Trauma Therapy

Trauma is defined as a deeply disturbing, threatening or scary event – everything from sexual assault, war, and violence, to car accidents or other incidents that could cause loss of life. Symptoms of experiencing a trauma may include severe anxiety, anger, nightmares, trouble sleeping, flashbacks to the event, frightening thoughts, avoidance of situations or places, feeling on edge and/or being easily startled. It is not at all uncommon for people who go through something traumatic to have temporary difficulty coping and acute symptoms, but with time, they usually get better. However, if the symptoms last longer than a month, get worse rather than better and affect your ability to function, you may need help. When you are suffering in the aftermath of a trauma, it might feel like you'll never get your life back. The good news is that it can be treated. Trauma therapy will help to improve your symptoms, teach you the skills you need to deal with your trauma and help to build your self-esteem. Reach out to one of TherapyDen’s trauma therapy experts today.

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I have been trained in Cognitive Processing Therapy. CPT is a trauma-focused therapy developed with the VA to treat PTSD in military personnel. The process was later adapted to suit other types of trauma. CPT combines what we know about the biology of the brain with existing theories of cognitive psychology to make actual changes in the way our brains perceive traumatic events. Research on CPT has shown outstanding effectiveness in the reduction of the symptoms associated with PTSD.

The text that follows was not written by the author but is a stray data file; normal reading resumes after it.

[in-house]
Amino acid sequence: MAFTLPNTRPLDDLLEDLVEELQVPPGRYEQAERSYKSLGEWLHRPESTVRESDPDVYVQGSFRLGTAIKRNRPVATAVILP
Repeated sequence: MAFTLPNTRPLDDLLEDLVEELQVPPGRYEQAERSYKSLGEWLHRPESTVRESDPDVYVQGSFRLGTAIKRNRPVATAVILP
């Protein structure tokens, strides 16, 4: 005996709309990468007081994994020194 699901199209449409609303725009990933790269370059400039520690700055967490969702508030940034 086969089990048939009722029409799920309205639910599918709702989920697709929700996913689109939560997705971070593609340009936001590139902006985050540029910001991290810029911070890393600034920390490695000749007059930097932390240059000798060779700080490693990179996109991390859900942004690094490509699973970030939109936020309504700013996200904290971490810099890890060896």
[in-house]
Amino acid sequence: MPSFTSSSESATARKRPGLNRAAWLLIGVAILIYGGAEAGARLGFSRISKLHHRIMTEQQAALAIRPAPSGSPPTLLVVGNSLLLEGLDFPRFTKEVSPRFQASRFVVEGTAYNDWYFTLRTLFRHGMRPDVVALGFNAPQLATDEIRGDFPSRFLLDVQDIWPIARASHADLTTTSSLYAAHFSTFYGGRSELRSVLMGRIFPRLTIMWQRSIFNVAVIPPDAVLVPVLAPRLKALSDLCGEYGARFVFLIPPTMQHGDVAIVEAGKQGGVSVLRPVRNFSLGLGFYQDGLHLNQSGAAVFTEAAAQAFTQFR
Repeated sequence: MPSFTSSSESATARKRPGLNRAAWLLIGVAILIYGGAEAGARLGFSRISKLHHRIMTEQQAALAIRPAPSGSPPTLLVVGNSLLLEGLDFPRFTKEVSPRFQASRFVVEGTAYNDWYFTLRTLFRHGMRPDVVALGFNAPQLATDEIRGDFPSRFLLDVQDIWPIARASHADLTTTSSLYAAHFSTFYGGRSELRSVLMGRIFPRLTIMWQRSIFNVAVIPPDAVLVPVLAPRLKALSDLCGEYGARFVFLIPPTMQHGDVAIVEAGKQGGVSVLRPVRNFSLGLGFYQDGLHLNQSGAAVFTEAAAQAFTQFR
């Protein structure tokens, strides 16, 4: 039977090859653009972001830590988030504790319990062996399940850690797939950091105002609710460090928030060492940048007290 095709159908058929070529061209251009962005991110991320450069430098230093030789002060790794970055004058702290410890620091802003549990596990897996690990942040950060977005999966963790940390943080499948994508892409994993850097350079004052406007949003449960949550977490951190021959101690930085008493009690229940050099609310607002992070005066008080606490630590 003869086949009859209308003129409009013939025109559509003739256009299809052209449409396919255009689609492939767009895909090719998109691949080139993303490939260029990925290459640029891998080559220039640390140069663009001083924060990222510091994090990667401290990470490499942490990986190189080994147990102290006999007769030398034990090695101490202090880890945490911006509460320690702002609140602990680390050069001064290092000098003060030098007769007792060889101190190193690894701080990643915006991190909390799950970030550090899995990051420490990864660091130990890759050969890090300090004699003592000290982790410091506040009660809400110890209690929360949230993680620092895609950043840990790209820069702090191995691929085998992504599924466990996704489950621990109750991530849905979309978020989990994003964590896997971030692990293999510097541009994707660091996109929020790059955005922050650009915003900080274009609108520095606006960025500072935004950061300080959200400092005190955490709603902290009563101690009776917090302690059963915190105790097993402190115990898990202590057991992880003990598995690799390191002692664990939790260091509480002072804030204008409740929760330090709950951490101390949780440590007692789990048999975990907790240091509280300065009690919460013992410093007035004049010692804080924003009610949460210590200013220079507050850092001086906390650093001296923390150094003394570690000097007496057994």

— Chris Eaton, Licensed Professional Counselor in , TX

We sustain varying levels of acute and chronic trauma throughout out lives, so I work from a trauma informed perspective that always seeks to understand the various ways trauma has impacted your lived experience. Together, let's create a space of safety to reintroduce your body to a sense of peace

— Sam Krehel, Mental Health Counselor in , WA
 

Trauma can have a big impact on your life, but it doesn't have to be the whole story. Trauma-focused therapy provides a place to process past memories, make new meaning from your experiences, and move forward with a greater sense of confidence and ease. Connecting with your body and present moment sensations is a key part of this process that will help you cope now while also laying the foundation for a strong and joyful future.

— Lauren Pass Erickson, Psychotherapist in Boulder, CO

So often, clients come in to work on depression, anxiety, & relationship issues. And once we start looking beneath the surface, we discover trauma is at the root of these. With wisdom & gentleness, I will help you make sense of your experiences, & how they have shaped you. We will unpack the years of pain & hurt that have been weighing you down. I am here to help you write a new narrative of your life. Let’s ditch the old lies you’ve been believing, & create new beliefs about yourself.

— Kirstin Carl, Licensed Marriage & Family Therapist in Encino, CA
 

Every session is centered around a trauma-informed lens and designed to help you deal with the psychological, emotional, and physical impact of trauma. Specific strategies from trauma focused cognitive behavioral therapy may be utilized during session in addition to somatic strategies to help you feel connected both emotionally and physically.

— Regina Whittington, Therapist in Clayton, MO

I have extensive experience treating religious/spiritual trauma and sexual trauma. In my training to become a certified sex therapist and in my doctoral program, I studied religious shame, sexual abuse, and the processes of recovery from the betrayal of infidelity.

— Lee Kinsey, Licensed Mental Health Counselor in Boston, MA
 

We all know people who have experienced POST TRAUMATIC STRESS or PTSD. The problems that PTSD creates hurts us as individuals, our spouses, our children, our families our jobs and all our friends and loved ones. What would life be if we could stop the pain, stop the problems and finally get a good night’s sleep? If we could work without having outbursts, screaming, taking days off and getting into fights? Or, if we could keep the same job without constantly getting fired or laid off?

— Dr. Howard Chusid, Licensed Professional Clinical Counselor in Hallandale, FL